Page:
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Ice age

Posted by Richard on February 16, 2007

They’re having fun at Al Gore’s expense over at

Gore claims that global warming is an immediate problem facing the United States and the world, and places like New York and Chicago could feel like Caribbean haunts.

If there is any doubt that God has a sense of humor, it has to be dispelled by a headline in Wednesday’s Drudge Report: "House hearing on ‘warming of the planet’ canceled after ice storm."

He followed up with this: "Save it for a sunny day: Maryville Univ. in St. Louis area canceling screening of Al Gore’s ‘Inconvenient Truth’ because of a snowstorm."

Author Phil Brennan went on to critique Gore’s climate-change thesis at length. He brought up some things I knew and some that were new to me. For instance, I knew that the last ice age ended about 12,000 years ago, and that we’re about due for another. But I didn’t know about the correlation between ice ages and CO2 levels:

As for that dreaded greenhouse gas, CO2, atmospheric levels of which now exceed 400 parts per million (ppm), it is important to note that paleological records show that every time CO2 levels have exceeded 300 ppm there has been an ice age. Every time — without exception.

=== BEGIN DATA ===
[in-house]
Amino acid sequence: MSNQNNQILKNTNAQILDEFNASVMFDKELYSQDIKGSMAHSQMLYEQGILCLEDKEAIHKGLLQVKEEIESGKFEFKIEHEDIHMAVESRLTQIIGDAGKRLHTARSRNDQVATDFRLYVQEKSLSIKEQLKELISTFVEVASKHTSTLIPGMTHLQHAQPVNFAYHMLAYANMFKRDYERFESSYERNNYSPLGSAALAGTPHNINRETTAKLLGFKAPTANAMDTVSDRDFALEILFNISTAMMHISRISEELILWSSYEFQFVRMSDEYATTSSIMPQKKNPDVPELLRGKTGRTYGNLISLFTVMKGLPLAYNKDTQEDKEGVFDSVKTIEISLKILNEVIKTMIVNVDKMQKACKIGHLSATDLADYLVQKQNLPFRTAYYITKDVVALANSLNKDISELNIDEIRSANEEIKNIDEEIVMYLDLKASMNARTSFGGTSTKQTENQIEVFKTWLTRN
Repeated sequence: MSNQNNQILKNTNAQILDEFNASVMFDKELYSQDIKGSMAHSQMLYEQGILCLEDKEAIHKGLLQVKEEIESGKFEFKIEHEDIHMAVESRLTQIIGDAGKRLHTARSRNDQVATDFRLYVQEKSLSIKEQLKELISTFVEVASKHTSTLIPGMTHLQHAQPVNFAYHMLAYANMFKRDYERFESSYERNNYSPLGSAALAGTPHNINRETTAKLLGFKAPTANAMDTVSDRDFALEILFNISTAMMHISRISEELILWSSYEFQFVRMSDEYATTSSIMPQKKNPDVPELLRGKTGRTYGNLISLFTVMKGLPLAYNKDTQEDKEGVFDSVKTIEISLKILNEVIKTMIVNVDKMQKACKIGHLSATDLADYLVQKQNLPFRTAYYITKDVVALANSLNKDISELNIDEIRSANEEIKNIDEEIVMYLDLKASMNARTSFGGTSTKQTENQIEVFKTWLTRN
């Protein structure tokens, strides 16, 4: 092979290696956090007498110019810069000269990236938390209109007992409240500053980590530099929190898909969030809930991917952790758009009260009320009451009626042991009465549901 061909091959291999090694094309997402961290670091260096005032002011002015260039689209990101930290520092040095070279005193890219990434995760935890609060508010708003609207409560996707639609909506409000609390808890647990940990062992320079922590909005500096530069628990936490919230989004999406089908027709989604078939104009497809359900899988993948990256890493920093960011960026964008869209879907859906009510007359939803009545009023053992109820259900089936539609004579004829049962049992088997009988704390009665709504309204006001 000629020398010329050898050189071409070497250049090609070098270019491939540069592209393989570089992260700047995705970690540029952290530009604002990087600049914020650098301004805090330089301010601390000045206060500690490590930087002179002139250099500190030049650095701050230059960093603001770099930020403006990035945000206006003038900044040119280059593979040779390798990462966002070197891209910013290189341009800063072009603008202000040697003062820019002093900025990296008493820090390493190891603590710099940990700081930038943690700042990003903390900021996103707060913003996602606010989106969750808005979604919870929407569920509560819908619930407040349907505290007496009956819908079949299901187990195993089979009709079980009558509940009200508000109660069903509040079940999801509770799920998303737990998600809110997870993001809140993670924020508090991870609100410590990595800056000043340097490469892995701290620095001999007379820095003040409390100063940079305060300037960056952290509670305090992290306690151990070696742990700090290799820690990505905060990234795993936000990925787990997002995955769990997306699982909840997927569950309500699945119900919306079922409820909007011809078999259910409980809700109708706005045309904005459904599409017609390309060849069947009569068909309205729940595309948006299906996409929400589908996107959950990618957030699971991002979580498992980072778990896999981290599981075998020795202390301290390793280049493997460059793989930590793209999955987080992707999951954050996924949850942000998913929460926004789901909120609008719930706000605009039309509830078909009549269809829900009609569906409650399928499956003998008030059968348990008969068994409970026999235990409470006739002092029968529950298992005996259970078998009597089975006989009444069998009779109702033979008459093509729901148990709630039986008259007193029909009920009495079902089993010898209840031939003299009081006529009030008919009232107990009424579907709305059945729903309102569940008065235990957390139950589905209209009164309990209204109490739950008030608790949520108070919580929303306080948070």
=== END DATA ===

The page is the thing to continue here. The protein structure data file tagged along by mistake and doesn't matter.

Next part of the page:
I also didn’t know that the current interglacial warm period might end quite suddenly:

In 1979, Genevieve Woillard, a pollen specialist in France, concluded from detailed studies that the shift from a warm, interglacial climate to ice age conditions at the beginning of the last ice age, some 100,000 years ago, took "less than 20 years."  …

If the unchallenged results of the work of Woillard and others who studied past ice ages are any indication of the pace of glaciation, once it starts, the transition period is a mere 20 years or so. And we may be well into that 20-year period now. Woillard estimated that the period before that final 20 years — when the earth began gearing up for an end to the interglacial period — could be as long as 150 years and as short as 75 years.

Of course, it’s worth remembering that correlation does not imply causation, and past performance does not guarantee future results. But what if we’re about to freeze, not bake or drown? Robert Felix, author of Not by Fire but by Ice, thinks so, and he’s got a ton of links to supporting evidence and studies. I’ve barely begun to poke around, but the information about dropping sea levels alone is fascinating. Check it out.

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